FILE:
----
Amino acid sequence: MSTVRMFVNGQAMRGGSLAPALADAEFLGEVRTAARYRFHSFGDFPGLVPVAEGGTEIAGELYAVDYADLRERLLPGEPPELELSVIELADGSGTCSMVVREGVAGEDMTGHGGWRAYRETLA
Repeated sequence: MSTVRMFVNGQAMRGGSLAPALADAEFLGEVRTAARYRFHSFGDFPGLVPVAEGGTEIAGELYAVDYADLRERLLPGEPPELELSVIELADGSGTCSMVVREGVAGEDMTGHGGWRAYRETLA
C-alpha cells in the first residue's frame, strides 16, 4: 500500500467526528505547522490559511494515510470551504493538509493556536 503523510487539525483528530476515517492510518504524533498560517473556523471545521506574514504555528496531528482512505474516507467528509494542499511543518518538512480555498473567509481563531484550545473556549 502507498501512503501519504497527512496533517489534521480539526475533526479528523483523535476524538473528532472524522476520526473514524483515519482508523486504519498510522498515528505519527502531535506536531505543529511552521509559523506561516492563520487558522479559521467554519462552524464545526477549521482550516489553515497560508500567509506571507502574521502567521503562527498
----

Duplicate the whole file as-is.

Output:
Amino acid sequence: MSTVRMFVNGQAMRGGSLAPALADAEFLGEVRTAARYRFHSFGDFPGLVPVAEGGTEIAGELYAVDYADLRERLLPGEPPELELSVIELADGSGTCSMVVREGVAGEDMTGHGGWRAYRETLA
Repeated sequence: MSTVRMFVNGQAMRGGSLAPALADAEFLGEVRTAARYRFHSFGDFPGLVPVAEGGTEIAGELYAVDYADLRERLLPGEPPELELSVIELADGSGTCSMVVREGVAGEDMTGHGGWRAYRETLA
C-alpha cells in the first residue's frame, strides 16, 4: 500500500467526528505547522490559511494515510470551504493538509493556536 503523510487539525483528530476515517492510518504524533498560517473556523471545521506574514504555528496531528482512505474516507467528509494542499511543518518538512480555498473567509481563531484550545473556549 502507498501512503501519504497527512496533517489534521480539526475533526479528523483523535476524538473528532472524522476520526473514524483515519482508523486504519498510522498515528505519527502531535506536531505543529511552521509559523506561516492563520487558522479559521467554519462552524464545526477549521482550516489553515497560508500567509506571507502574521502567521503562527498